Attempts to eradicate mosquitoes can be extremely expensive and invariably fail. However, the more modest and realistic aim of mosquito control can, if the scheme is properly planned and operated, reduce the incidence of bites.
Despite their evening biting habit, Aedes detritus does not normally rest in buildings, making adult control impractical and necessitating intervention in the larval stage. Larval control can be achieved by eliminating or altering the characteristics of the larval sites or by attacking the larvae. The former method can only be done piece meal over a period of years. The only environmentally acceptable method of attacking larvae is by the application to the larval sites of formulations of Bacillus thurengiencis Serotype H14 (Bti). Bti produces a crystal which, when ingested by a mosquito larva, breaks down into a stomach poison. BTI affects only the Dipteran family Nematocara, to which mosquitoes belong. Other serotypes affect different families of insects and have been used for the protection of glass house crops. Both source reduction and larval control are used or proposed for future operations undertaken by Dover District Council.
What Prevention Measures Can You Take?
Land owners and gardeners can take preventative measures against larvae by removing habitat. Cesspools, septic tanks and drains must be sealed. All rainwater butts and tanks should have close-fitting lids. Garden ponds stocked with fish will not require treatment, but dis-used ponds and other areas of stagnant water should be drained and kept empty. Adult mosquitoes may be killed in gardens by the use of pesticides known as pyrethroids (an insecticide derived from the dried flower head of Chrysanthemum (pyrethrum) plants) or synthetic pyrethroids. However please note these can be highly toxic to fish.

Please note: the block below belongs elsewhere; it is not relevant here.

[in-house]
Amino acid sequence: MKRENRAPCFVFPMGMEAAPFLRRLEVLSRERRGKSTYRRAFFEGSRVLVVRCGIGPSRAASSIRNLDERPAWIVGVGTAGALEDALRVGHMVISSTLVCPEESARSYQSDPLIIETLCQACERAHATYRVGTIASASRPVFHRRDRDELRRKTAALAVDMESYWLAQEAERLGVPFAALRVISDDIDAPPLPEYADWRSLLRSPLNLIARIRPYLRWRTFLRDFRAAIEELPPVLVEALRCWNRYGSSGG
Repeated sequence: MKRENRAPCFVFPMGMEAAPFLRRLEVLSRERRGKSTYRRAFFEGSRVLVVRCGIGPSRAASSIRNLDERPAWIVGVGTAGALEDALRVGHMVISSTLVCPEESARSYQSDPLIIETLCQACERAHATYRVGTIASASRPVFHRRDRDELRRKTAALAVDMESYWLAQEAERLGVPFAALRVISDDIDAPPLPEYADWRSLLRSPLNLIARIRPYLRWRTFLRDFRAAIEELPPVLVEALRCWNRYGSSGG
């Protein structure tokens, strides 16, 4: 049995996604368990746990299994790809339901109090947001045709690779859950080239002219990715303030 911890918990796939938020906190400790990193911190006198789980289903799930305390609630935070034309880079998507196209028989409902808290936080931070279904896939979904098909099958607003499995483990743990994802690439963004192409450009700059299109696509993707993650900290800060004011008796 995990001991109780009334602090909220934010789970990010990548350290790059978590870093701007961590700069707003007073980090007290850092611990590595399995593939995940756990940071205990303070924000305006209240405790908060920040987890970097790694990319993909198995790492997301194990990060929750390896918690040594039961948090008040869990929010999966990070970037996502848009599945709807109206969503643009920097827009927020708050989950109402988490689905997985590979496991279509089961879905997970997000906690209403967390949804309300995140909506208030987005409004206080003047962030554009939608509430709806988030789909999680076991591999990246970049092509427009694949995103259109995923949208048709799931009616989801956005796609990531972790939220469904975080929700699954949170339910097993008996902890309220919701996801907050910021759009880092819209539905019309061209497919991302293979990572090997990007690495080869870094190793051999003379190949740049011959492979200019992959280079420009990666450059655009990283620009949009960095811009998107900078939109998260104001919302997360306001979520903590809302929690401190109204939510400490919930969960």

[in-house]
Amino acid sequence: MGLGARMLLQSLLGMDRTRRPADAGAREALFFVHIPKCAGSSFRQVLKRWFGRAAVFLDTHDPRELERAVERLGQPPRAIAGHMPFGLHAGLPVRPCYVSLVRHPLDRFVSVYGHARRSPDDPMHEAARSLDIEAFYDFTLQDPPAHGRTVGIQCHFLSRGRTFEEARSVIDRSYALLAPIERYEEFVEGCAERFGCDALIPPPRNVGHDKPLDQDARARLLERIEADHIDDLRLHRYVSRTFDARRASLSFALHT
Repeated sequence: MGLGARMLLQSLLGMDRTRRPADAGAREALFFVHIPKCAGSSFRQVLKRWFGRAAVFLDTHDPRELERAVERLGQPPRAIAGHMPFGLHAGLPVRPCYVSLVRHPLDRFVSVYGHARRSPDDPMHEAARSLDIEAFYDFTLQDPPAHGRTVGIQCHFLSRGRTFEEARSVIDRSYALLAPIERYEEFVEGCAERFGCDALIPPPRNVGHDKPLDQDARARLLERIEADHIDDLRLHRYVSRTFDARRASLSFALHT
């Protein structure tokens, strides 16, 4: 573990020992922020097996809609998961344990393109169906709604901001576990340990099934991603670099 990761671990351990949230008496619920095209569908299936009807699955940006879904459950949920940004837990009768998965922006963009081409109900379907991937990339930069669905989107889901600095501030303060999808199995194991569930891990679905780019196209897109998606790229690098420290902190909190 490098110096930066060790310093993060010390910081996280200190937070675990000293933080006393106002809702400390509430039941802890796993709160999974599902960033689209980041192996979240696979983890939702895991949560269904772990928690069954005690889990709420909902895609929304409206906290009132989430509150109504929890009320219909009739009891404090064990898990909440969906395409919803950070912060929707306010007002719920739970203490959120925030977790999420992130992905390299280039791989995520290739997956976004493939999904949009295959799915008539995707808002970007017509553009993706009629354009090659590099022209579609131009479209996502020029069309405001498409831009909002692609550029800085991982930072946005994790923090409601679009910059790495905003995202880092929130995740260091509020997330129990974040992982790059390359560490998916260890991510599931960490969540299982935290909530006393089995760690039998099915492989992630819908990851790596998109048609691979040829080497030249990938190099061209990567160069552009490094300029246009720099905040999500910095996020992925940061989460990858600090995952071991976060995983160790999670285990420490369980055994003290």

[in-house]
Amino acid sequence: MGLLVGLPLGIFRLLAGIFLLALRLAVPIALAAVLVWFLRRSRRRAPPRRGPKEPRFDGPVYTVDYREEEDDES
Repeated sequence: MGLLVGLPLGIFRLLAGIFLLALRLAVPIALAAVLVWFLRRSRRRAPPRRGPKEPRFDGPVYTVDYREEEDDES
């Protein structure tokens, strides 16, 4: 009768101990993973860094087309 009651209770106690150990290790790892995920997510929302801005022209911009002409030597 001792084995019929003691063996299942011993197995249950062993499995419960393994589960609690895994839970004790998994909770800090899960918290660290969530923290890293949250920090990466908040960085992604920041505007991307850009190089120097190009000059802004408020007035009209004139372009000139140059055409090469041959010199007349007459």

In addition to mosquito control operations, a number of measures can be taken for personal protection from mosquito bites.
Aerosols containing pyrethroid insecticide
These quickly and effectively clear a room of insects, but do not prevent subsequent entrance of mosquitoes.
Vaporising mats and mosquito coils
A small electric hotplate on which is placed a vaporising mat containing a pyrethroid insecticide will give up to ten hours protection inside a room. The insecticide evaporates at the temperature of the hotplate which can be supplied to run off mains electricity or off a 12v battery. A non-electric model filled with alcohol, but without flame, is available for tents or outbuildings. Coils which smoulder and emit a pyrethroid smoke are cheaper than, but not as effective as, mats. Some people complain that the smoke causes headaches.
Nets or curtains impregnated with pyrethroid.